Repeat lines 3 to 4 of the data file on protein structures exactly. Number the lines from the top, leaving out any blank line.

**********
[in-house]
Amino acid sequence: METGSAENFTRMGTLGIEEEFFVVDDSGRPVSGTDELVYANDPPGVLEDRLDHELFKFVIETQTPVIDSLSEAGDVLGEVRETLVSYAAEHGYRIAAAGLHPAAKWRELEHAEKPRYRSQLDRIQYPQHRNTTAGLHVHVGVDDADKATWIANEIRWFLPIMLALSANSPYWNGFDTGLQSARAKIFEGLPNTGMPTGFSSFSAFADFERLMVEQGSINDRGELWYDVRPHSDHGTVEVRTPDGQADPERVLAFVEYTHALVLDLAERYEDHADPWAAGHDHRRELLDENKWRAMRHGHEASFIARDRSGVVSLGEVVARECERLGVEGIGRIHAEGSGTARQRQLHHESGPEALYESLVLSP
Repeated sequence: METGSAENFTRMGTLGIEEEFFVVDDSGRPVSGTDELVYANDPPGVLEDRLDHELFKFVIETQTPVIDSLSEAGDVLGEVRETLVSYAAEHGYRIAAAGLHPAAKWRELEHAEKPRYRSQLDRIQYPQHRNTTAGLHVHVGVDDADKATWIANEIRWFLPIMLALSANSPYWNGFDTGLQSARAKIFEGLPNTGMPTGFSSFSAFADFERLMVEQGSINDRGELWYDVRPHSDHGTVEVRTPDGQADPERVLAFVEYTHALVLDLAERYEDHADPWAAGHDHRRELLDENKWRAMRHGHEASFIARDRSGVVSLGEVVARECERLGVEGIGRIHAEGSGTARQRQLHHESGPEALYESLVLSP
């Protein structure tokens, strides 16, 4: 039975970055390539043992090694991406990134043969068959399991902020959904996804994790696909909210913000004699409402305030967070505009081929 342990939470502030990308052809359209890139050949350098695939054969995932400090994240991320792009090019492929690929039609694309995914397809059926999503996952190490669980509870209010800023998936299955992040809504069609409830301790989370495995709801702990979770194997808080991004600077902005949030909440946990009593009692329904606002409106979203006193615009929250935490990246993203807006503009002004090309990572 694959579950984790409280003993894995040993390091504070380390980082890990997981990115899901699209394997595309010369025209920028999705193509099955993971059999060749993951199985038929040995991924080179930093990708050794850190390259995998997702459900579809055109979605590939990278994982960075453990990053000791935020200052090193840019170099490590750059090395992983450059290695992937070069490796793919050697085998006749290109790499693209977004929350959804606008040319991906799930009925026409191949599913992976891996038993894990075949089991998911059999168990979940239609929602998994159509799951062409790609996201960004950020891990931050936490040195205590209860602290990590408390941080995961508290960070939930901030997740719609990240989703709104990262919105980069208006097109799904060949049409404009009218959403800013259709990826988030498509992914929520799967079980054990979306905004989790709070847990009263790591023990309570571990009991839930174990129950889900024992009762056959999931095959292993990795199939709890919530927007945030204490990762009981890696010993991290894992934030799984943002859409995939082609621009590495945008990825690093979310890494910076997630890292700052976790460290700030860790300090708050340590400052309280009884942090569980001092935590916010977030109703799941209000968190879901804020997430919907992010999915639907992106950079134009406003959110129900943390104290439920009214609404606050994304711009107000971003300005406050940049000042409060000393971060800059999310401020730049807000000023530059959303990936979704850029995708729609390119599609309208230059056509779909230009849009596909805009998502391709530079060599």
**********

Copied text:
Repeated sequence: METGSAENFTRMGTLGIEEEFFVVDDSGRPVSGTDELVYANDPPGVLEDRLDHELFKFVIETQTPVIDSLSEAGDVLGEVRETLVSYAAEHGYRIAAAGLHPAAKWRELEHAEKPRYRSQLDRIQYPQHRNTTAGLHVHVGVDDADKATWIANEIRWFLPIMLALSANSPYWNGFDTGLQSARAKIFEGLPNTGMPTGFSSFSAFADFERLMVEQGSINDRGELWYDVRPHSDHGTVEVRTPDGQADPERVLAFVEYTHALVLDLAERYEDHADPWAAGHDHRRELLDENKWRAMRHGHEASFIARDRSGVVSLGEVVARECERLGVEGIGRIHAEGSGTARQRQLHHESGPEALYESLVLSP
């Protein structure tokens, strides 16, 4: 039975970055390539043992090694991406990134043969068959399991902020959904996804994790696909909210913000004699409402305030967070505009081929 342990939470502030990308052809359209890139050949350098695939054969995932400090994240991320792009090019492929690929039609694309995914397809059926999503996952190490669980509870209010800023998936299955992040809504069609409830301790989370495995709801702990979770194997808080991004600077902005949030909440946990009593009692329904606002409106979203006193615009929250935490990246993203807006503009002004090309990572 694959579950984790409280003993894995040993390091504070380390980082890990997981990115899901699209394997595309010369025209920028999705193509099955993971059999060749993951199985038929040995991924080179930093990708050794850190390259995998997702459900579809055109979605590939990278994982960075453990990053000791935020200052090193840019170099490590750059090395992983450059290695992937070069490796793919050697085998006749290109790499693209977004929350959804606008040319991906799930009925026409191949599913992976891996038993894990075949089991998911059999168990979940239609929602998994159509799951062409790609996201960004950020891990931050936490040195205590209860602290990590408390941080995961508290960070939930901030997740719609990240989703709104990262919105980069208006097109799904060949049409404009009218959403800013259709990826988030498509992914929520799967079980054990979306905004989790709070847990009263790591023990309570571990009991839930174990129950889900024992009762056959999931095959292993990795199939709890919530927007945030204490990762009981890696010993991290894992934030799984943002859409995939082609621009590495945008990825690093979310890494910076997630890292700052976790460290700030860790300090708050340590400052309280009884942090569980001092935590916010977030109703799941209000968190879901804020997430919907992010999915639907992106950079134009406003959110129900943390104290439920009214609404606050994304711009107000971003300005406050940049000042409060000393971060800059999310401020730049807000000023530059959303990936979704850029995708729609390119599609309208230059056509779909230009849009596909805009998502391709530079060599």